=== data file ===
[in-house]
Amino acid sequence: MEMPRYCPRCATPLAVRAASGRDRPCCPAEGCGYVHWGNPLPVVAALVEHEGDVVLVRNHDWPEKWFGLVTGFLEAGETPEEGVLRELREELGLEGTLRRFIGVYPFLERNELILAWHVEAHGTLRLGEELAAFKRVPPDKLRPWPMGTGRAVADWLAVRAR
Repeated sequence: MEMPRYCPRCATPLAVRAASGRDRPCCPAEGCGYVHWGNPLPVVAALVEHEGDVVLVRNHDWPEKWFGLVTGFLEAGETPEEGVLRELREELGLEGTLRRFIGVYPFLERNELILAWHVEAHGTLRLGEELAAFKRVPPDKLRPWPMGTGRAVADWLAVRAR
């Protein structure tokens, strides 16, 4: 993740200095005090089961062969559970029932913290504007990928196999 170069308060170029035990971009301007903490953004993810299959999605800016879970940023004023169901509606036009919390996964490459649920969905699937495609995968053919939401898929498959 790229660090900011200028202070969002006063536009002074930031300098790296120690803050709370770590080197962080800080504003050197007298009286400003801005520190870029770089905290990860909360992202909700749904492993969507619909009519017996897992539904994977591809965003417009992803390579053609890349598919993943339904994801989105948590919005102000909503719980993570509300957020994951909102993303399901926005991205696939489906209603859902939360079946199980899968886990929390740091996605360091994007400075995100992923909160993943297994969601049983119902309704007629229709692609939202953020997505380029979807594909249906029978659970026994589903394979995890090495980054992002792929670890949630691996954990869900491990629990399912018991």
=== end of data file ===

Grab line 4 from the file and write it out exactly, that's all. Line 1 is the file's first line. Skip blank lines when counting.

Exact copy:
């Protein structure tokens, strides 16, 4: 993740200095005090089961062969559970029932913290504007990928196999 170069308060170029035990971009301007903490953004993810299959999605800016879970940023004023169901509606036009919390996964490459649920969905699937495609995968053919939401898929498959 790229660090900011200028202070969002006063536009002074930031300098790296120690803050709370770590080197962080800080504003050197007298009286400003801005520190870029770089905290990860909360992202909700749904492993969507619909009519017996897992539904994977591809965003417009992803390579053609890349598919993943339904994801989105948590919005102000909503719980993570509300957020994951909102993303399901926005991205696939489906209603859902939360079946199980899968886990929390740091996605360091994007400075995100992923909160993943297994969601049983119902309704007629229709692609939202953020997505380029979807594909249906029978659970026994589903394979995890090495980054992002792929670890949630691996954990869900491990629990399912018991």